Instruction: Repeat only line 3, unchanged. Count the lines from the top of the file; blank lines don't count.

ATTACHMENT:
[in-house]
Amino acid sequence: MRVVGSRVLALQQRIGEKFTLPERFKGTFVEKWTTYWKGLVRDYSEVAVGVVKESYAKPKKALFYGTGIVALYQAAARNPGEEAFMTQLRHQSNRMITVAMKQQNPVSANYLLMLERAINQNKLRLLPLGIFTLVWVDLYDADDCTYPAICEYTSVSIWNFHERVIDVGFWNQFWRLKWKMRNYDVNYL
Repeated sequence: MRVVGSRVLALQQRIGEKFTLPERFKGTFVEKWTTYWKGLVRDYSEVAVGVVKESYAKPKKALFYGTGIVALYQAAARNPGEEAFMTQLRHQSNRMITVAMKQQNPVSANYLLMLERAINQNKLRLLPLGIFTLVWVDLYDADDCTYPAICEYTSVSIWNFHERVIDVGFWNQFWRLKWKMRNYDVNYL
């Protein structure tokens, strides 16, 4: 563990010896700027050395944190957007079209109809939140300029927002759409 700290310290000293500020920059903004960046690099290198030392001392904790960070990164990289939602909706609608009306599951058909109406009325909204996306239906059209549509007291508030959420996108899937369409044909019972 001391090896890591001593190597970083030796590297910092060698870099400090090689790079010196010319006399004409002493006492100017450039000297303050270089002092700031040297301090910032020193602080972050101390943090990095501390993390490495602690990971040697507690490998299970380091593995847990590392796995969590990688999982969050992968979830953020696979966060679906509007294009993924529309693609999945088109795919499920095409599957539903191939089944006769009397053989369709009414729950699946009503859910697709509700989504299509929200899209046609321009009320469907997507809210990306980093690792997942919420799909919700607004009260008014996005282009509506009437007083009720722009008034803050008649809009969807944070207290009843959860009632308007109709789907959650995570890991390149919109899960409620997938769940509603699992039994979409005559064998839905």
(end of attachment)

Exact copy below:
Repeated sequence: MRVVGSRVLALQQRIGEKFTLPERFKGTFVEKWTTYWKGLVRDYSEVAVGVVKESYAKPKKALFYGTGIVALYQAAARNPGEEAFMTQLRHQSNRMITVAMKQQNPVSANYLLMLERAINQNKLRLLPLGIFTLVWVDLYDADDCTYPAICEYTSVSIWNFHERVIDVGFWNQFWRLKWKMRNYDVNYL